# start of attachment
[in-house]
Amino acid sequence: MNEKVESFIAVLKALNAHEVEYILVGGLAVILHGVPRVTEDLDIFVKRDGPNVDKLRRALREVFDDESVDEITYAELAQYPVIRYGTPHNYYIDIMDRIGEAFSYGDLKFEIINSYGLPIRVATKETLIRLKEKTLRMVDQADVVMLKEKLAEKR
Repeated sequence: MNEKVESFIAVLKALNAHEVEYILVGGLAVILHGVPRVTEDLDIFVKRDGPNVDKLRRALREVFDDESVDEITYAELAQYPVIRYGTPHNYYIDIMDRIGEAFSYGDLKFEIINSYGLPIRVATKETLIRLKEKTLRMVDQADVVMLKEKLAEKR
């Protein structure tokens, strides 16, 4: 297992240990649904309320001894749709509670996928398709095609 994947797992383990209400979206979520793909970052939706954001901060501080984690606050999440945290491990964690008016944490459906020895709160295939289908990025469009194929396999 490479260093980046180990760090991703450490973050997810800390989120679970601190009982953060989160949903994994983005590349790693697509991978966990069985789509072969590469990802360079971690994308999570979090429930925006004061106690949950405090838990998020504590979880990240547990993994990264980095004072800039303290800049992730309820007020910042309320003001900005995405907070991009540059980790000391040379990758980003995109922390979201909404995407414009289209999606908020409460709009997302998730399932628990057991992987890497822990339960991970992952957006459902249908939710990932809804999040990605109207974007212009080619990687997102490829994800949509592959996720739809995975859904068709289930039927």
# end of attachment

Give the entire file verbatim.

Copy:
[in-house]
Amino acid sequence: MNEKVESFIAVLKALNAHEVEYILVGGLAVILHGVPRVTEDLDIFVKRDGPNVDKLRRALREVFDDESVDEITYAELAQYPVIRYGTPHNYYIDIMDRIGEAFSYGDLKFEIINSYGLPIRVATKETLIRLKEKTLRMVDQADVVMLKEKLAEKR
Repeated sequence: MNEKVESFIAVLKALNAHEVEYILVGGLAVILHGVPRVTEDLDIFVKRDGPNVDKLRRALREVFDDESVDEITYAELAQYPVIRYGTPHNYYIDIMDRIGEAFSYGDLKFEIINSYGLPIRVATKETLIRLKEKTLRMVDQADVVMLKEKLAEKR
């Protein structure tokens, strides 16, 4: 297992240990649904309320001894749709509670996928398709095609 994947797992383990209400979206979520793909970052939706954001901060501080984690606050999440945290491990964690008016944490459906020895709160295939289908990025469009194929396999 490479260093980046180990760090991703450490973050997810800390989120679970601190009982953060989160949903994994983005590349790693697509991978966990069985789509072969590469990802360079971690994308999570979090429930925006004061106690949950405090838990998020504590979880990240547990993994990264980095004072800039303290800049992730309820007020910042309320003001900005995405907070991009540059980790000391040379990758980003995109922390979201909404995407414009289209999606908020409460709009997302998730399932628990057991992987890497822990339960991970992952957006459902249908939710990932809804999040990605109207974007212009080619990687997102490829994800949509592959996720739809995975859904068709289930039927």